Heitman (2012) makes a valid point that the interconnected nature of the modern world meant that today Thoreau would not have to do that to get access to knowledge, and could access a near-infinite pool of knowledge from his laptop instead (par. 16). In my opinion, these two facts prove that technology influences the lives of all people, no matter what opinion on the technology they may hold. Complete denial of technology means going back to the time before people started creating the most primitive tools for cooking and hunting – the first artifacts of a technology.
The point made by Heitman also highlights the tension that exists between personal privacy and interconnectedness. The ability to access information anywhere, anytime means people are accessible anywhere, anytime. In the professional sphere, it means that many people continue to work even after they leave office, receiving and responding to messages and calls on their day off. The connected nature of the modern world means that where work-life balance used to be, work-life integration exists today.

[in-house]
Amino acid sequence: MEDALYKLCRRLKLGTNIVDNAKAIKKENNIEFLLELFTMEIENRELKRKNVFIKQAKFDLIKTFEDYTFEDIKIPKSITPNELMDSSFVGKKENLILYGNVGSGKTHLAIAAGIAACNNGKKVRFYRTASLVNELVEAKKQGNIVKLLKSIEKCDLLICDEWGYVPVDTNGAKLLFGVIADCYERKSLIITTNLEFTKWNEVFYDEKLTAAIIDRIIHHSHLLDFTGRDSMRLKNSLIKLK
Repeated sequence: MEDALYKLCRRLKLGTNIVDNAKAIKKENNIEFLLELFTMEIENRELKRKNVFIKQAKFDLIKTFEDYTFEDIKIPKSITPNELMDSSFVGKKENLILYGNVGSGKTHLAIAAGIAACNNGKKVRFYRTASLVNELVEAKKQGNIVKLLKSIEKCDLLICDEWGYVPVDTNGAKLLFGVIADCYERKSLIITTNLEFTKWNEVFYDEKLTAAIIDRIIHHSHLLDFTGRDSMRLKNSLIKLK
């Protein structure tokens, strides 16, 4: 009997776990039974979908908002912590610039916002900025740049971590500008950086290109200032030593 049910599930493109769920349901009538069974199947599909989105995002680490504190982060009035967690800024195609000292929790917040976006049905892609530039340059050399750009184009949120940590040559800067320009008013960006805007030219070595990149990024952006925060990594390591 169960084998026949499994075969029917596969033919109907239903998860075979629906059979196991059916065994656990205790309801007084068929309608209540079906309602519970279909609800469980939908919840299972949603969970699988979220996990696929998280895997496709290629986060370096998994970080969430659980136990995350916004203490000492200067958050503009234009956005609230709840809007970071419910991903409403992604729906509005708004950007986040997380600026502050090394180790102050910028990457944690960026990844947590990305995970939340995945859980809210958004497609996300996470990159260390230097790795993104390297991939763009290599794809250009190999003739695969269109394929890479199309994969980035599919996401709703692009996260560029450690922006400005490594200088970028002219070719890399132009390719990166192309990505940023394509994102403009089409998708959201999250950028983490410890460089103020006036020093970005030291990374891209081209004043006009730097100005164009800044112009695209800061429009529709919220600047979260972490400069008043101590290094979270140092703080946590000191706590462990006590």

However, the personal lives of people are also affected by the connected nature of the modern world. For example, social networks greatly affect the way we interact with each other in real life. The rise of social media led to the collection of large quantities of user-generated data, and it was only a matter of time until businesses started using this data to improve operational efficiency. For the last several years, big data has been a major point of interest for companies around the globe, which see it as a key to an increase in revenues. In his article, You Are What You Click: On Microtargeting, David Auerbach explains how numerous companies exploit search and social network data for data profiling and microtargeting.
The author discusses at length how the improvements in data aggregation and processing allowed the interested parties to collect and store users’ personal data, which can be used to create precisely targeted advertising campaigns. The author calls the companies behind data collection Big Salesman, an allegory to Orwell’s Big Brother (2013, par. 5). Auerbach claims that the value of data is revealed when large quantities of it are processed (2013, par. 5).